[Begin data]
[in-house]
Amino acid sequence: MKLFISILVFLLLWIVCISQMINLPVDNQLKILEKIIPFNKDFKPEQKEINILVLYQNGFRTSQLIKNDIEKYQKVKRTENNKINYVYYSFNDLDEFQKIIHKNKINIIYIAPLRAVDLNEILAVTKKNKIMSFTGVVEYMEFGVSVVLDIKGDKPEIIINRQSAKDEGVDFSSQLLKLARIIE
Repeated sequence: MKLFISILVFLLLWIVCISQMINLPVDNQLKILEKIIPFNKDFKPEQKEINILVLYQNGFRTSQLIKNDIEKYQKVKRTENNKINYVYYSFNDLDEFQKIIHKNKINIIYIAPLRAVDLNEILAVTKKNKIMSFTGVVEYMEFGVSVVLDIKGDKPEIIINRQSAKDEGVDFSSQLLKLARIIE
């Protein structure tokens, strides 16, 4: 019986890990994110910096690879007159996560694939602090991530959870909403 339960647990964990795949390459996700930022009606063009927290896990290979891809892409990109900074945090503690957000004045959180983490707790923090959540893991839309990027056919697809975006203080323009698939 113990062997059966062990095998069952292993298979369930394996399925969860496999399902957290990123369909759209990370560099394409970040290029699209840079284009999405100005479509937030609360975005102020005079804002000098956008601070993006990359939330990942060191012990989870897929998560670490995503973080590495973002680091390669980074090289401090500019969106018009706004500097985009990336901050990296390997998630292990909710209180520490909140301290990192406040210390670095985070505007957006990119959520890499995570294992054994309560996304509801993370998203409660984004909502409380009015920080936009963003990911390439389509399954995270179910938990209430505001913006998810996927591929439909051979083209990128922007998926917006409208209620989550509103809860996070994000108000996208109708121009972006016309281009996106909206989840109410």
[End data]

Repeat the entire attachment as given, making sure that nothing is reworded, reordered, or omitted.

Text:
[in-house]
Amino acid sequence: MKLFISILVFLLLWIVCISQMINLPVDNQLKILEKIIPFNKDFKPEQKEINILVLYQNGFRTSQLIKNDIEKYQKVKRTENNKINYVYYSFNDLDEFQKIIHKNKINIIYIAPLRAVDLNEILAVTKKNKIMSFTGVVEYMEFGVSVVLDIKGDKPEIIINRQSAKDEGVDFSSQLLKLARIIE
Repeated sequence: MKLFISILVFLLLWIVCISQMINLPVDNQLKILEKIIPFNKDFKPEQKEINILVLYQNGFRTSQLIKNDIEKYQKVKRTENNKINYVYYSFNDLDEFQKIIHKNKINIIYIAPLRAVDLNEILAVTKKNKIMSFTGVVEYMEFGVSVVLDIKGDKPEIIINRQSAKDEGVDFSSQLLKLARIIE
């Protein structure tokens, strides 16, 4: 019986890990994110910096690879007159996560694939602090991530959870909403 339960647990964990795949390459996700930022009606063009927290896990290979891809892409990109900074945090503690957000004045959180983490707790923090959540893991839309990027056919697809975006203080323009698939 113990062997059966062990095998069952292993298979369930394996399925969860496999399902957290990123369909759209990370560099394409970040290029699209840079284009999405100005479509937030609360975005102020005079804002000098956008601070993006990359939330990942060191012990989870897929998560670490995503973080590495973002680091390669980074090289401090500019969106018009706004500097985009990336901050990296390997998630292990909710209180520490909140301290990192406040210390670095985070505007957006990119959520890499995570294992054994309560996304509801993370998203409660984004909502409380009015920080936009963003990911390439389509399954995270179910938990209430505001913006998810996927591929439909051979083209990128922007998926917006409208209620989550509103809860996070994000108000996208109708121009972006016309281009996106909206989840109410």